This comment, ironically found at the “Fearlessly Seeking Honest Open Disclosure” blogspot, gives a brief generic treatment of pseudoscience. It is a deft educational piece, reminiscent of Sagan’s “Baloney Detection Kit,” that deserves wider exposure and is therefore reproduced here in full:
Pseudoscience is research that has the appearance of science but does not follow the scientific method, usually lacking peer review and repetition of observations by independent researchers.
First, let us discuss the characteristics of real, true, “good” science:
[ol]- It has verifiable and valid data and measurements
- It is properly documented
- It is reproducible by others
- It is available for peer review and critique
- It follows the established scientific methods
- Bias is expected to be controlled or eliminated, by double-blind studies, or statistically through fair sampling procedures
- Further experiments or studies are to be conducted to confirm or falsify results[/ol]
Characteristics of pseudoscience:
[ol]- It is presented as consistent with the accepted norms of scientific research; but demonstrably fails to meet these norms, most importantly, in misuse of scientific method
- Use of vague, exaggerated or untestable claims
[li]Vague scientific claims
- Misuse of technical jargon
- Lack of operational definitions
- Lack of conditions or boundaries
- Lack of specific measurements[/li]
- Assertion of scientific claims that cannot be falsified in the event they are incorrect, inaccurate, or irrelevant
- Assertion of claims that a theory predicts something that it has not been shown to predict
- Assertion that claims which have not been proven false must be true, and vice versa (known as the “Argument of Ignorance”)
- Selective use of experimental evidence
- Reversed burden of proof. In science, the burden of proof rests on the individual making a claim, not on the critic. “Pseudoscientific” arguments may neglect this principle and demand that skeptics demonstrate beyond a reasonable doubt that a claim is false
- Lack of openness to testing by other experts
[li]Evasion of peer review
- Failure to provide adequate information for other researchers to reproduce the claimed results
- Assertion of claims of secrecy or proprietary knowledge in response to requests for review of data or methodology[/li]
- Personalization of issues
[li]Critics = enemies
- Attacking the motives or character of anyone who questions the claims (known as the ad hominem argument)
- Assertion of claims of a conspiracy on the part of the scientific community to suppress the results[/li][/ol]
Not too many scientists will take on “fringe” claims. In general, there are two reasons for this. The first, and most obvious one, is that most real scientists are too busy doing real science. The second reason is that most scientists find pseudo-scientists to be very irritating.
In fact, many real scientists think that pseudo-scientists should be ignored. They reason that they do not want to give these guys publicity, and that taking them on legitimizes their theories.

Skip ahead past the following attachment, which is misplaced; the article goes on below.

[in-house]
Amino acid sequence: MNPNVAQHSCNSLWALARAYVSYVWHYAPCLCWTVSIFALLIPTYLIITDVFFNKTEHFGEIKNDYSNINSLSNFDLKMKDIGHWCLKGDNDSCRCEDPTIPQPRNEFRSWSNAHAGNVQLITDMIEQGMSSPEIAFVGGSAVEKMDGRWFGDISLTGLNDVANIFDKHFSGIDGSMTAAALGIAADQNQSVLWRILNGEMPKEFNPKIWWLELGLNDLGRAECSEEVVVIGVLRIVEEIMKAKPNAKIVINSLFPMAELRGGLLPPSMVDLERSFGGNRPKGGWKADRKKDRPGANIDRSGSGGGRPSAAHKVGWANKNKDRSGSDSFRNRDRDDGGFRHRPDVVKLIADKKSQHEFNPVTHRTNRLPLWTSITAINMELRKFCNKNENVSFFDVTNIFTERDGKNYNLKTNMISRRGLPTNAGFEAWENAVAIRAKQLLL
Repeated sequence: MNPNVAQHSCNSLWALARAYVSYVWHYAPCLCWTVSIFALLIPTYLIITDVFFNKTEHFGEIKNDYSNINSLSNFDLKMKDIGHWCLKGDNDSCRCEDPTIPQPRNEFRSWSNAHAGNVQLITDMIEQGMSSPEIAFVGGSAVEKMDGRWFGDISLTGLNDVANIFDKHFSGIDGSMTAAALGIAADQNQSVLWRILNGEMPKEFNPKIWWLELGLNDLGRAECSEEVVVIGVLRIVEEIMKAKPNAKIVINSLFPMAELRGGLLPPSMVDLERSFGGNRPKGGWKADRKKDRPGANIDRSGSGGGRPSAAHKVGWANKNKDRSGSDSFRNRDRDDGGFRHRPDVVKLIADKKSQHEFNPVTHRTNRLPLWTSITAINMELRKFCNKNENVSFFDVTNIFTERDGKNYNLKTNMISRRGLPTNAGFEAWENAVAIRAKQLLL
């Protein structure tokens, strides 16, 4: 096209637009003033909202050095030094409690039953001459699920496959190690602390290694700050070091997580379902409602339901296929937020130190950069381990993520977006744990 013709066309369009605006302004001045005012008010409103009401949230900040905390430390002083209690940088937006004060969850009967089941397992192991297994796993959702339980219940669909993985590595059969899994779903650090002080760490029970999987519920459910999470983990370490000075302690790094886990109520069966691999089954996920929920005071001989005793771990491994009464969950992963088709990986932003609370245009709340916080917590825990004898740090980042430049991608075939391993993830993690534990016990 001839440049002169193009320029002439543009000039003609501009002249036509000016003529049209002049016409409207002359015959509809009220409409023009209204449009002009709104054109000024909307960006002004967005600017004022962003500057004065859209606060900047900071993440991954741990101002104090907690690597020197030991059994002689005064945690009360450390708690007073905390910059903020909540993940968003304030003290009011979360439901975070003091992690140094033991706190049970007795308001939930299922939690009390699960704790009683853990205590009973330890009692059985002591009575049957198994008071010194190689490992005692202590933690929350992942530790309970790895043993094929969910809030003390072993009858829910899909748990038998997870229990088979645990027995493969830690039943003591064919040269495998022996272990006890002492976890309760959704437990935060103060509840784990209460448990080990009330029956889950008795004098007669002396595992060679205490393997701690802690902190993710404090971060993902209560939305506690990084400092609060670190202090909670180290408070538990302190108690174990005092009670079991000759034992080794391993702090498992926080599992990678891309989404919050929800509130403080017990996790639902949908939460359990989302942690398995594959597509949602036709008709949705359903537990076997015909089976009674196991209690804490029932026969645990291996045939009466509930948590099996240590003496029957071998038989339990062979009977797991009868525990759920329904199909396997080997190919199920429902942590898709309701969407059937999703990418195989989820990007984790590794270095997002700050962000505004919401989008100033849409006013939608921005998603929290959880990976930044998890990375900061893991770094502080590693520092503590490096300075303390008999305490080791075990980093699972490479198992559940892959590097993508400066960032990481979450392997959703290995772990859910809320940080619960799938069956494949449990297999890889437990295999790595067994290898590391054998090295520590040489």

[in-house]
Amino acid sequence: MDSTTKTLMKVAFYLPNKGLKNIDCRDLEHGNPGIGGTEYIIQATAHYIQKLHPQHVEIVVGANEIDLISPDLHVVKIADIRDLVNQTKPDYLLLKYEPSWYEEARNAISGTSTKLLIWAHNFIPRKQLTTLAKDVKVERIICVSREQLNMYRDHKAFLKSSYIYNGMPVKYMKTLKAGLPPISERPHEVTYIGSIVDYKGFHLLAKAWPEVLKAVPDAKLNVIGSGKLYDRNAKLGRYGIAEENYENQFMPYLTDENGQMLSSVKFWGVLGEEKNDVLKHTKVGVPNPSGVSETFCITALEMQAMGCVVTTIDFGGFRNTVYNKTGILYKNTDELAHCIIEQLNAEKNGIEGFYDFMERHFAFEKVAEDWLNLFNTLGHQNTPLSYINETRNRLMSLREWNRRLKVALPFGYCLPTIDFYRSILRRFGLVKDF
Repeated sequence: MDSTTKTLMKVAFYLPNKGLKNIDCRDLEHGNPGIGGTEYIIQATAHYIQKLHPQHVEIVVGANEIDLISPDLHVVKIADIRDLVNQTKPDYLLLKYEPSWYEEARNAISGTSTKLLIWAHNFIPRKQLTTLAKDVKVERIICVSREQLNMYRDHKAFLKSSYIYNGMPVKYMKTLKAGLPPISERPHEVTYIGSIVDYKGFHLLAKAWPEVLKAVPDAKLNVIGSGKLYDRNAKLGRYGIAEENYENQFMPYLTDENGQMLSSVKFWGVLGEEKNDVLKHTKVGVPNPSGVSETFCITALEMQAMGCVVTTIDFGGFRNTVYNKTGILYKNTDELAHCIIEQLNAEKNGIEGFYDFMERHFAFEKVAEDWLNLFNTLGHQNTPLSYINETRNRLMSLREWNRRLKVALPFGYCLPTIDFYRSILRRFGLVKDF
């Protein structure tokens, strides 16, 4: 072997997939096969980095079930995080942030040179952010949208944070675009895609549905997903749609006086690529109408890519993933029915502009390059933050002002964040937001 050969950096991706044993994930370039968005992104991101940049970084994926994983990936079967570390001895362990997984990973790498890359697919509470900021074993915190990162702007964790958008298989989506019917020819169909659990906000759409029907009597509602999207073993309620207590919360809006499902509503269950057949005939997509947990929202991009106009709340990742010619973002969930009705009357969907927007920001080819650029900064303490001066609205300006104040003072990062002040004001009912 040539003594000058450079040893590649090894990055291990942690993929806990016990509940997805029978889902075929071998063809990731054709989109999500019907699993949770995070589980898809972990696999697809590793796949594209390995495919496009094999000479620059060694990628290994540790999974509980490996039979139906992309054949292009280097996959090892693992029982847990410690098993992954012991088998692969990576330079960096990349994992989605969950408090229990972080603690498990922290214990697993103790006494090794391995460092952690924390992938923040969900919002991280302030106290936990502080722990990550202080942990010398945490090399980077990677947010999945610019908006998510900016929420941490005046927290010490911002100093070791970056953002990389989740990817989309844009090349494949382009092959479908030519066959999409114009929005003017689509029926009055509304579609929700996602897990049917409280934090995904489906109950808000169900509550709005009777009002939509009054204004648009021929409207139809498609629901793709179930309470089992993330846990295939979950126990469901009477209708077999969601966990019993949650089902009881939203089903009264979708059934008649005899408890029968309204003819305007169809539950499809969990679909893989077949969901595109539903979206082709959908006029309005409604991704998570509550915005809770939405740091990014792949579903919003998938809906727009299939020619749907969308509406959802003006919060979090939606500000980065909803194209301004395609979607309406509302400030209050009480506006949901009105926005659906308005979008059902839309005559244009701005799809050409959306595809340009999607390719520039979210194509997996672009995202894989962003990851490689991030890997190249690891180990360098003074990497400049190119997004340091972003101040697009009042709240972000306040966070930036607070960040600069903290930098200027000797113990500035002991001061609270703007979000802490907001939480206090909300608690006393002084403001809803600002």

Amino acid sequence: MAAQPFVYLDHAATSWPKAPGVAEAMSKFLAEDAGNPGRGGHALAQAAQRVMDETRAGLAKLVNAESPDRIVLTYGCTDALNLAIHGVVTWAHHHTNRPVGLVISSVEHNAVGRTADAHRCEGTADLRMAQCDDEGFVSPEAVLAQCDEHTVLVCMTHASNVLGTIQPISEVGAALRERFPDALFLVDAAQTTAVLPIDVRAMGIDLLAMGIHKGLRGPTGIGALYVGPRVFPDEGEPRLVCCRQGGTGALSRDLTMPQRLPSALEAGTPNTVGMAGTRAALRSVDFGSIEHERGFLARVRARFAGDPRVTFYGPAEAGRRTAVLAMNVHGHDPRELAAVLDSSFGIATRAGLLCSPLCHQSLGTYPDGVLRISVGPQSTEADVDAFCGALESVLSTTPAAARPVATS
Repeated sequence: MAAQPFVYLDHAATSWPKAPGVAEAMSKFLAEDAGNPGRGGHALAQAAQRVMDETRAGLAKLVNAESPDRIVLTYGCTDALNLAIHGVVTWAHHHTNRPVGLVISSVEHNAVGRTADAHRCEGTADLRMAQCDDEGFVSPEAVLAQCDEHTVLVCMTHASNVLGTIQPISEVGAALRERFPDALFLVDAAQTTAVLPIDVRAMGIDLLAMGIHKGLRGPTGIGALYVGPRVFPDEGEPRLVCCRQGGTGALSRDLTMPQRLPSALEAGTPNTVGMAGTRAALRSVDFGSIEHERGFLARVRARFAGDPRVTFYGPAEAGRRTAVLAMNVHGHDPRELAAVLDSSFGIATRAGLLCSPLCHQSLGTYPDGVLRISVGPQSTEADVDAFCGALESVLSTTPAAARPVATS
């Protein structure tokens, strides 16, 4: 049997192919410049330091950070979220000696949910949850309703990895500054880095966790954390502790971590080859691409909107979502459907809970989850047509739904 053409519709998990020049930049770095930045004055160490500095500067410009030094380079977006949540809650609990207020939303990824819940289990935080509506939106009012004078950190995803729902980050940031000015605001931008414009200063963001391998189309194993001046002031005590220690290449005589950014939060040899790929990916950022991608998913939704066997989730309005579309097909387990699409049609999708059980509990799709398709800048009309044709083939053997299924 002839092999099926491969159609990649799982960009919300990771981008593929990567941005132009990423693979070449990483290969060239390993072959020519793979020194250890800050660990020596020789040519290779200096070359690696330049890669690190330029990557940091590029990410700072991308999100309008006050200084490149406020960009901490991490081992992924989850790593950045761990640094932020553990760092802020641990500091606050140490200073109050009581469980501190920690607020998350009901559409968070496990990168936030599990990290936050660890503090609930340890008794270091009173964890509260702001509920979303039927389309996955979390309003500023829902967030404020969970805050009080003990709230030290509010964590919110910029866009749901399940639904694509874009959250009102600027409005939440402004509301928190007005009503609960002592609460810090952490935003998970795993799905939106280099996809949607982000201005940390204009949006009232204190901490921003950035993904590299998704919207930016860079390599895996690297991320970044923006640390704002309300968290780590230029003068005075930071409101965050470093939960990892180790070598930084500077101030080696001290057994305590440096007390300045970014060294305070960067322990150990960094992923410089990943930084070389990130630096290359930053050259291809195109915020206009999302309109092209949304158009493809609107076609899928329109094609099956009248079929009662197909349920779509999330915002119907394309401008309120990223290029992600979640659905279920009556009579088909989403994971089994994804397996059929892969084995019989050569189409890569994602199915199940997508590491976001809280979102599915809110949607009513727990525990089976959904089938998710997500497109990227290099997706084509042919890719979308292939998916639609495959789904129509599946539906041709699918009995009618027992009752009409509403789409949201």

Debunking fringe theories is usually not trivial. For example, Richard Hoagland has been making his (mistaken) claims about Mars for literally decades. The breadth and depth of his claims is astonishing! It would take forever to debunk everything he says, as it would for most pseudoscience theories. Every time you debunk one thing, they pop up with another claim, instantly ignoring that you just destroyed their last argument.
Debunking Hoagland, it’s showing his math is fallacious, his image analysis poorly done, and his conclusions based on a misunderstanding of how digital images work.
Debunking Gary Voss is showing that “antigravity” does not exist, violates long established laws of energy conservation, and can be explained by basic, battle tested electromagnetic principles.
These pseudo-scientists are very glib. They are excellent at misdirection, avoiding answering direct questions, obfuscating issues. Debating them is a losing scenario, because they seem like they win when in fact they have not said anything of substance at all. If you listen carefully to what they say, you will find that they commonly are not really saying anything. There are lots of inferences, many accusations, but no real meat to it.
Pseudoscientists ignore huge gaping holes in their logic, and instead focus on small, niggling pieces that the debunker may not be familiar.
There are people out there who want to scare other people into buying their products (books, pamphlets, DVDs, etc…). Maybe these pseudo-scientists believe what they say, and maybe they are evil conmen preying on people who do not know any better. Either way, they are wrong and their impact must be minimised.
Cover JA, Curd M (Eds, 1998) Philosophy of Science: The Central Issues, 1-82
Macmillan Encyclopedia of Philosophy Vol 3, “Fallacies” 174 'ff esp. 177-178
Bunge M (1983) Demarcating science from pseudoscience Fundamenta Scientiae 3:369-388, 381
Lakatos I (1970) “Falsification and the Methodology of Scientific Research Programmes.” in Lakatos I, Musgrave A (eds.) Criticism and the Growth of Knowledge 91-195; Thagard (1978)
Wilson F (2000) The Logic and Methodology of Science and Pseudoscience, Canadian Scholars Press [ISBN 1-55130-175-X]